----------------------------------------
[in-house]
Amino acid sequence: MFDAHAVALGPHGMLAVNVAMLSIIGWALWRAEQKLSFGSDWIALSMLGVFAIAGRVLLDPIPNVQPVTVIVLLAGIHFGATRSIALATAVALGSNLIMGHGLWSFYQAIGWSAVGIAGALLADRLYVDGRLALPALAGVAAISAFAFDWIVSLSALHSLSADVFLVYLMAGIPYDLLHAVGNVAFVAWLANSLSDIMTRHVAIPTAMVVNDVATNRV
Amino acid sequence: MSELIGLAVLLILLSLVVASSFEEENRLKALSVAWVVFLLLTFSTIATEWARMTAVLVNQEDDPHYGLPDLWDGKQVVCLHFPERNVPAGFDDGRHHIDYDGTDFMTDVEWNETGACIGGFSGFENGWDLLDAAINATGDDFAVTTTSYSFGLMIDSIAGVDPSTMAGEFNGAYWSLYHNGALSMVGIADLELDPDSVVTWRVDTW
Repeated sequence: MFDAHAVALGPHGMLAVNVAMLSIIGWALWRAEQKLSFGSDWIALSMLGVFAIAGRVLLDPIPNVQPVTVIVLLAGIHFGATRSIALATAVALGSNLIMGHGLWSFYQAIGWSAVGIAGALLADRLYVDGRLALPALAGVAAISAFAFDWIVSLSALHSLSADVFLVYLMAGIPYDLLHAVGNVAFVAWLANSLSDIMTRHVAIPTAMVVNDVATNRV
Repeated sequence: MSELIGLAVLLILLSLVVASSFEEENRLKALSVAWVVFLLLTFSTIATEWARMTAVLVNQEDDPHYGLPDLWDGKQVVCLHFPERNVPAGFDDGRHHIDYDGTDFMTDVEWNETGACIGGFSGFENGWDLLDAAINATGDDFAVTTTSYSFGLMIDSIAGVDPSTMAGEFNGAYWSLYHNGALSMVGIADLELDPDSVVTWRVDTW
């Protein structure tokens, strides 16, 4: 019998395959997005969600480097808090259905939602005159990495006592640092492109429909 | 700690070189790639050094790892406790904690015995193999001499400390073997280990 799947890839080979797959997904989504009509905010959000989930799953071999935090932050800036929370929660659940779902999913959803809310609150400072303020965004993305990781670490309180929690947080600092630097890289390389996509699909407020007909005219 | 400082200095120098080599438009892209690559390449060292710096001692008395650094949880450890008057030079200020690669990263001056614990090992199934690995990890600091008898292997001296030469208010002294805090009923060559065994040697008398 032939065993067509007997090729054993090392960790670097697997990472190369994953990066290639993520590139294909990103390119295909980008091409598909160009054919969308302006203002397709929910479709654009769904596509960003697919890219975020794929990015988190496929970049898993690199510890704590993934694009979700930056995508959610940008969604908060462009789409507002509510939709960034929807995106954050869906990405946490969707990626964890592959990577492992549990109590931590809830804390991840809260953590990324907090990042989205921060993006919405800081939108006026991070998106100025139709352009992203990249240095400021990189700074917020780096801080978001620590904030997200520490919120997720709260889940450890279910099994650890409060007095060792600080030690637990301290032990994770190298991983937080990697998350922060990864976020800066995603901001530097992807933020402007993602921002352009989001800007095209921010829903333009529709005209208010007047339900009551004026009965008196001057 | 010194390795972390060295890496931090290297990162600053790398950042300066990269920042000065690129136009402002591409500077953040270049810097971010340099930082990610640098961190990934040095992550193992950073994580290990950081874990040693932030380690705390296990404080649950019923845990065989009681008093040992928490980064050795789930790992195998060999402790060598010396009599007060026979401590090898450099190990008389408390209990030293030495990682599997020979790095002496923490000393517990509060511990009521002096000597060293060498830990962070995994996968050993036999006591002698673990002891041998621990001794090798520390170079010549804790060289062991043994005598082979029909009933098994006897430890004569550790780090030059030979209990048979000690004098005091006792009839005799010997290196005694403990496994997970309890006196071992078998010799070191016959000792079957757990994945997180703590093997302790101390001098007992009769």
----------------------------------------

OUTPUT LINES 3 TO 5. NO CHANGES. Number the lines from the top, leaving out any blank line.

Amino acid sequence: MSELIGLAVLLILLSLVVASSFEEENRLKALSVAWVVFLLLTFSTIATEWARMTAVLVNQEDDPHYGLPDLWDGKQVVCLHFPERNVPAGFDDGRHHIDYDGTDFMTDVEWNETGACIGGFSGFENGWDLLDAAINATGDDFAVTTTSYSFGLMIDSIAGVDPSTMAGEFNGAYWSLYHNGALSMVGIADLELDPDSVVTWRVDTW
Repeated sequence: MFDAHAVALGPHGMLAVNVAMLSIIGWALWRAEQKLSFGSDWIALSMLGVFAIAGRVLLDPIPNVQPVTVIVLLAGIHFGATRSIALATAVALGSNLIMGHGLWSFYQAIGWSAVGIAGALLADRLYVDGRLALPALAGVAAISAFAFDWIVSLSALHSLSADVFLVYLMAGIPYDLLHAVGNVAFVAWLANSLSDIMTRHVAIPTAMVVNDVATNRV
Repeated sequence: MSELIGLAVLLILLSLVVASSFEEENRLKALSVAWVVFLLLTFSTIATEWARMTAVLVNQEDDPHYGLPDLWDGKQVVCLHFPERNVPAGFDDGRHHIDYDGTDFMTDVEWNETGACIGGFSGFENGWDLLDAAINATGDDFAVTTTSYSFGLMIDSIAGVDPSTMAGEFNGAYWSLYHNGALSMVGIADLELDPDSVVTWRVDTW